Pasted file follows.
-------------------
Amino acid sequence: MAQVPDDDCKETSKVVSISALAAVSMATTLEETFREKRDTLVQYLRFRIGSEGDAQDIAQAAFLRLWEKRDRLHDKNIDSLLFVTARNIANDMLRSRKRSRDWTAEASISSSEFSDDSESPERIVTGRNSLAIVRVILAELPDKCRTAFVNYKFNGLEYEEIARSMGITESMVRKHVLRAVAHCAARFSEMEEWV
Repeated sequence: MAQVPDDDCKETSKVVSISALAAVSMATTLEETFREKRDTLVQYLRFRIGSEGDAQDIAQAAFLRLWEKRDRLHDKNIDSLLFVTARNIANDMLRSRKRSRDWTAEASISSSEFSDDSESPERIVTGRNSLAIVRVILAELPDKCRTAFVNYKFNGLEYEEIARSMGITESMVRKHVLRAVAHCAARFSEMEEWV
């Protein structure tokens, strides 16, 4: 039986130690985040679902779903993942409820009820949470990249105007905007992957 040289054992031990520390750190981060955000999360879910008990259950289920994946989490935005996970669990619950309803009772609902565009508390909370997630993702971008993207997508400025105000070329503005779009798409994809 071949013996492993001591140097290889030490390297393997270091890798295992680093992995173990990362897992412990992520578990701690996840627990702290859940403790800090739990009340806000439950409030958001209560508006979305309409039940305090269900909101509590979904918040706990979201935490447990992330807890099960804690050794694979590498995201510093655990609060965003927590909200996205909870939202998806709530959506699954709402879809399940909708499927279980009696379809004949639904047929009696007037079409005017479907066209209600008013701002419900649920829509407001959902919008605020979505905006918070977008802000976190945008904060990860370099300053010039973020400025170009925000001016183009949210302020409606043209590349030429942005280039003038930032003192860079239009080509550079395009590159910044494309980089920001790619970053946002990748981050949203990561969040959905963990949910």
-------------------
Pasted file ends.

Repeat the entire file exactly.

Amino acid sequence: MAQVPDDDCKETSKVVSISALAAVSMATTLEETFREKRDTLVQYLRFRIGSEGDAQDIAQAAFLRLWEKRDRLHDKNIDSLLFVTARNIANDMLRSRKRSRDWTAEASISSSEFSDDSESPERIVTGRNSLAIVRVILAELPDKCRTAFVNYKFNGLEYEEIARSMGITESMVRKHVLRAVAHCAARFSEMEEWV
Repeated sequence: MAQVPDDDCKETSKVVSISALAAVSMATTLEETFREKRDTLVQYLRFRIGSEGDAQDIAQAAFLRLWEKRDRLHDKNIDSLLFVTARNIANDMLRSRKRSRDWTAEASISSSEFSDDSESPERIVTGRNSLAIVRVILAELPDKCRTAFVNYKFNGLEYEEIARSMGITESMVRKHVLRAVAHCAARFSEMEEWV
């Protein structure tokens, strides 16, 4: 039986130690985040679902779903993942409820009820949470990249105007905007992957 040289054992031990520390750190981060955000999360879910008990259950289920994946989490935005996970669990619950309803009772609902565009508390909370997630993702971008993207997508400025105000070329503005779009798409994809 071949013996492993001591140097290889030490390297393997270091890798295992680093992995173990990362897992412990992520578990701690996840627990702290859940403790800090739990009340806000439950409030958001209560508006979305309409039940305090269900909101509590979904918040706990979201935490447990992330807890099960804690050794694979590498995201510093655990609060965003927590909200996205909870939202998806709530959506699954709402879809399940909708499927279980009696379809004949639904047929009696007037079409005017479907066209209600008013701002419900649920829509407001959902919008605020979505905006918070977008802000976190945008904060990860370099300053010039973020400025170009925000001016183009949210302020409606043209590349030429942005280039003038930032003192860079239009080509550079395009590159910044494309980089920001790619970053946002990748981050949203990561969040959905963990949910």